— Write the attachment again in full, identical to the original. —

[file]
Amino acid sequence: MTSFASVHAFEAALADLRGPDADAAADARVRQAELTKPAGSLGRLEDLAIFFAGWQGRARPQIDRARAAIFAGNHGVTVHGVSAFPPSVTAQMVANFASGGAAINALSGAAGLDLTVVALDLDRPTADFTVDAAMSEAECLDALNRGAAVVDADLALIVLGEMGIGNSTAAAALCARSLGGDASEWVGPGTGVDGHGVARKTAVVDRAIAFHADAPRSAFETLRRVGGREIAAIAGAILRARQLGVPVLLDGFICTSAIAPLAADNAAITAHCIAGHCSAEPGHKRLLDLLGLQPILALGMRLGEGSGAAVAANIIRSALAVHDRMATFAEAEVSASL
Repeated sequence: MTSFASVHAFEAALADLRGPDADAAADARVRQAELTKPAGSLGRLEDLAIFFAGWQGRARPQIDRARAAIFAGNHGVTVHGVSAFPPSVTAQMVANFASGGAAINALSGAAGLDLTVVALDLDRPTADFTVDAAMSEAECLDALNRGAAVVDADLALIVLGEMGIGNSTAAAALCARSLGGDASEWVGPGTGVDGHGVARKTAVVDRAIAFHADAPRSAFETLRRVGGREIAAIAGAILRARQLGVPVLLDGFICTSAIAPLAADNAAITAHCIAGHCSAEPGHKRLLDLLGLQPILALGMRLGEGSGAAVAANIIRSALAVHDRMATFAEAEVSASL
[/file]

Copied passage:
Amino acid sequence: MTSFASVHAFEAALADLRGPDADAAADARVRQAELTKPAGSLGRLEDLAIFFAGWQGRARPQIDRARAAIFAGNHGVTVHGVSAFPPSVTAQMVANFASGGAAINALSGAAGLDLTVVALDLDRPTADFTVDAAMSEAECLDALNRGAAVVDADLALIVLGEMGIGNSTAAAALCARSLGGDASEWVGPGTGVDGHGVARKTAVVDRAIAFHADAPRSAFETLRRVGGREIAAIAGAILRARQLGVPVLLDGFICTSAIAPLAADNAAITAHCIAGHCSAEPGHKRLLDLLGLQPILALGMRLGEGSGAAVAANIIRSALAVHDRMATFAEAEVSASL
Repeated sequence: MTSFASVHAFEAALADLRGPDADAAADARVRQAELTKPAGSLGRLEDLAIFFAGWQGRARPQIDRARAAIFAGNHGVTVHGVSAFPPSVTAQMVANFASGGAAINALSGAAGLDLTVVALDLDRPTADFTVDAAMSEAECLDALNRGAAVVDADLALIVLGEMGIGNSTAAAALCARSLGGDASEWVGPGTGVDGHGVARKTAVVDRAIAFHADAPRSAFETLRRVGGREIAAIAGAILRARQLGVPVLLDGFICTSAIAPLAADNAAITAHCIAGHCSAEPGHKRLLDLLGLQPILALGMRLGEGSGAAVAANIIRSALAVHDRMATFAEAEVSASL